Little, David and McKinna, A. (2005) A lean manufacturing assessment tool for use in SMEs. In: Proceedings of the Seventh SMESME International Conference : Stimulating Manufacturing Excellence in Small & Medium Enterprises: 12-15 June 2005 University of Strathclyde, Glasgow, UK. University of Strathclyde, Scottish School of Further Education. ISBN 0947649379

Whilst lean manufacturing is a topic of high current interest to manufacturing companies, most of the methodologies for lean implementation in existence in the literature and in the field have evolved from work carried out in large companies; notable examples being Toyota, Black and Decker and Kawasaki among others (Toyota Motor Corporation, 1995; Yonemitsu, 1999). However, within the UK, the majority of manufacture is now undertaken by SMEs, (Small Medium Sized Enterprise) who have neither the resources nor the expertise to follow these approaches and find difficulty in knowing how to start a lean implementation.
An additional problem is that SMEs are not a coherent population but vary widely not only in their market sectors, but also in the manufacturing strategies, tools and techniques which they employ. Any lean implementation approach must, therefore, be tailored to the specific needs of each SME.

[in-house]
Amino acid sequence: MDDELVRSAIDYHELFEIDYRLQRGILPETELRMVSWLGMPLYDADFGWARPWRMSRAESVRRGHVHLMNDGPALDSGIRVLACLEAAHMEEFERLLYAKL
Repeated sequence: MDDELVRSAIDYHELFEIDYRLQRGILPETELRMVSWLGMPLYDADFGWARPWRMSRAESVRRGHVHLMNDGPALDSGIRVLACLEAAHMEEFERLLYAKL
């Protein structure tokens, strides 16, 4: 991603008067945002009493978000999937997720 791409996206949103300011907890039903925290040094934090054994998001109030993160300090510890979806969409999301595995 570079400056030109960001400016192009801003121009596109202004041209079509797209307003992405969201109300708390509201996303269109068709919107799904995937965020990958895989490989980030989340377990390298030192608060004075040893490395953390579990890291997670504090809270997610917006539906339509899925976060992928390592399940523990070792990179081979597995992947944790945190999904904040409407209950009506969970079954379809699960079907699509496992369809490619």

The authors are part of an SME Support Network which has worked to assist over 600 manufacturing SMEs since 1997 supported by the European Regional Development Fund (ERDF) and has successfully implemented lean manufacturing within a number of SMEs, sometimes using MAS and ERDF support.
Because the method targets SMEs typically of less than 50 employees, no apology is made for the straightforward approach we have adopted which follows the established KISS principle (Keep It Simple Stupid).
This paper describes a practically-based lean implementation approach for SMEs developed by the authors based on their experience and supported by a simple lean assessment tool to identify the most appropriate lean tools for use by a specific company. It presents case studies of the application of the method within both textile and engineering sectors using both a visual factory approach and simple lean mapping and audit tools such as 5S.

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